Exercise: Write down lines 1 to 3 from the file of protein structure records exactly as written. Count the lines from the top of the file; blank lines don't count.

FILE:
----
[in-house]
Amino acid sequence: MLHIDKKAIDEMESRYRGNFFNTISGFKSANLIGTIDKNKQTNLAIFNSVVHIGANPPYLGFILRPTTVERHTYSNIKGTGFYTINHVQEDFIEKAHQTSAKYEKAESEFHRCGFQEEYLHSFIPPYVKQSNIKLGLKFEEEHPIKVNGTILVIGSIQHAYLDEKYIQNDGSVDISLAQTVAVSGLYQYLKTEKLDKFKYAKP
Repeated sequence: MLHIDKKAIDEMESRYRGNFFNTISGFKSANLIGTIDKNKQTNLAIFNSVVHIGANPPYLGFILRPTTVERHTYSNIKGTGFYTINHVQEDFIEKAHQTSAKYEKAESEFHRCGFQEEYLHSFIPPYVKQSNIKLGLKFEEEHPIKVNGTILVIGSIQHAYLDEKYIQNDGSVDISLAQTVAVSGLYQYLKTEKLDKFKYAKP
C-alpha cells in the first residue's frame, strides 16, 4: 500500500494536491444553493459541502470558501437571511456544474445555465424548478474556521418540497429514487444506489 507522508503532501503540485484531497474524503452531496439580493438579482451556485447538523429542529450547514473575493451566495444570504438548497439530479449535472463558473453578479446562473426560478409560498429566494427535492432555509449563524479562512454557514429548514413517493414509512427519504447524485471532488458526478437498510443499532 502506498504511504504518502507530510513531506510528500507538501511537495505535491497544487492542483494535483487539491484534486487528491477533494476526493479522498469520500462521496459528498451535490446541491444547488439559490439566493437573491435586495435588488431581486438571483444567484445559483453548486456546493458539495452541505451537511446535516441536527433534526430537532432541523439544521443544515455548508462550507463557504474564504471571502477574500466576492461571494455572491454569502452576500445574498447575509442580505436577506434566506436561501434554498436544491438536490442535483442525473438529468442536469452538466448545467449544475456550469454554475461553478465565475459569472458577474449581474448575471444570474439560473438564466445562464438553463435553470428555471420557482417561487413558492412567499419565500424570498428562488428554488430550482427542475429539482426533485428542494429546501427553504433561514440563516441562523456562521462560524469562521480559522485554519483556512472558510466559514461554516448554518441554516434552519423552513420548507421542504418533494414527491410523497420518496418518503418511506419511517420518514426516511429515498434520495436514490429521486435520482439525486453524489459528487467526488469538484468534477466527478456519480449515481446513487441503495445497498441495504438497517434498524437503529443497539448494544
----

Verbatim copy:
[in-house]
Amino acid sequence: MLHIDKKAIDEMESRYRGNFFNTISGFKSANLIGTIDKNKQTNLAIFNSVVHIGANPPYLGFILRPTTVERHTYSNIKGTGFYTINHVQEDFIEKAHQTSAKYEKAESEFHRCGFQEEYLHSFIPPYVKQSNIKLGLKFEEEHPIKVNGTILVIGSIQHAYLDEKYIQNDGSVDISLAQTVAVSGLYQYLKTEKLDKFKYAKP
Repeated sequence: MLHIDKKAIDEMESRYRGNFFNTISGFKSANLIGTIDKNKQTNLAIFNSVVHIGANPPYLGFILRPTTVERHTYSNIKGTGFYTINHVQEDFIEKAHQTSAKYEKAESEFHRCGFQEEYLHSFIPPYVKQSNIKLGLKFEEEHPIKVNGTILVIGSIQHAYLDEKYIQNDGSVDISLAQTVAVSGLYQYLKTEKLDKFKYAKP